AT&T plans to start offering WiFi calling in 2015, but the carrier isn't as gung-ho about bringing voice over WiFi as its competitors, despite its huge footprint of unlicensed spectrum.
AT&T Inc. (NYSE: T) was the early market leader in WiFi in the US, and it easily maintains the biggest footprint of access points amongst all the carriers here, but Ralph de la Vega, president and CEO of AT&T's new Mobile and Business Solutions group, doesn't see an urgent need to offer WiFi calling capabilities. Speaking Friday at the Goldman Sachs Communacopia Conference, he said the carrier would use WiFi calling in 2015, but only as a complement to voice-over-LTE and 3G voice. (See AT&T's Lurie Promoted to CEO of Mobility.)
"We're very focused on making sure it's a great experience for customers, but we see it as a complement, not a replacement," he said. "We feel good about a great nationwide network with unlimited talk and text."
T-Mobile US Inc. just dedicated its entire "Un-carrier 7.0" launch event to talking up its voice-over-WiFi calling capabilities as a way to ensure coverage indoors and in areas where its LTE network doesn't reach. AT&T doesn't need to play that game, de la Vega explained. It doesn't share the coverage issues, and it offers unlimited talk and text on its Mobile Share plans, so its customers aren't seeking other networks. (See T-Mobile Turns Up VoLTE-to-WiFi Handoff.)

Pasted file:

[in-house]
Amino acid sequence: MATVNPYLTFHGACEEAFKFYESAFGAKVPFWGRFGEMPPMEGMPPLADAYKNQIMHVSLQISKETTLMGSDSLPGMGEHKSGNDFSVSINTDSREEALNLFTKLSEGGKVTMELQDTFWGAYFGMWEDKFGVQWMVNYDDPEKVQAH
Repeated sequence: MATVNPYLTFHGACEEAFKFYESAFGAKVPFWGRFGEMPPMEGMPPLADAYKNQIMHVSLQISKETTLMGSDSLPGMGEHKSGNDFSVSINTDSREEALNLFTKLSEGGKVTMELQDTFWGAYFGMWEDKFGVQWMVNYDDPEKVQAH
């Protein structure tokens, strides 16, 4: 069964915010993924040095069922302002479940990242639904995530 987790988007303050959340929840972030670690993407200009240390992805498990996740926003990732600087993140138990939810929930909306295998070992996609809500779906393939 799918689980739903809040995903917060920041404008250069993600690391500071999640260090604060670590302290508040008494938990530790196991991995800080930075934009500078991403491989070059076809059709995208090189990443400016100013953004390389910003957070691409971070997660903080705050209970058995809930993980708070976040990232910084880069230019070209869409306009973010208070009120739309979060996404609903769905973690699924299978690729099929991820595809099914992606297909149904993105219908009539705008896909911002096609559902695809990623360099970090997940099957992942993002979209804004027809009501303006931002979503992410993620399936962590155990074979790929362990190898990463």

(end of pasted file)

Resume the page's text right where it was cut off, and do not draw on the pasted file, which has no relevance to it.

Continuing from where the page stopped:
As with VoLTE, de la Vega says it won't launch VoWiFi before it can ensure it's a great customer experience with no dropped calls, which suggests it plans to implement it with seamless handoff in place next year. (See Taqua Acquires Kineto for VoWiFi Push.)
The need might be less acute, but de la Vega has seen the writing on the wall. Now that Apple Inc. (Nasdaq: AAPL) has announced support for VoWiFi in iOS 8, there is a lot more interest in the technology. All WiFi-enabled Android devices and iPhones have the capability, it's just up to the operators to turn it on in their networks. With "hundreds of thousands" of AT&T iPhone 6s already ordered since pre-sales started at 3 a.m. today, according to de la Vega, this could be a feature they are looking for from AT&T. (See Apple's New iPhones Have 20 LTE Bands, VoLTE.)
Sprint Corp. (NYSE: S) also offers WiFi calling, albeit without handoff and not yet on the iPhone, and a number of MVNOs like Scratch Wireless and Republic Wireless are offering services that rely entirely on WiFi calling and texting. (See Sprint Selects Kineto for WiFi Calling, Taqua Lets Mobile Users Talk Over WiFi, Is WiFi the New It Network? and Why WiFi-First Works for Wireless.)
— Sarah Reedy, Senior Editor, Light Reading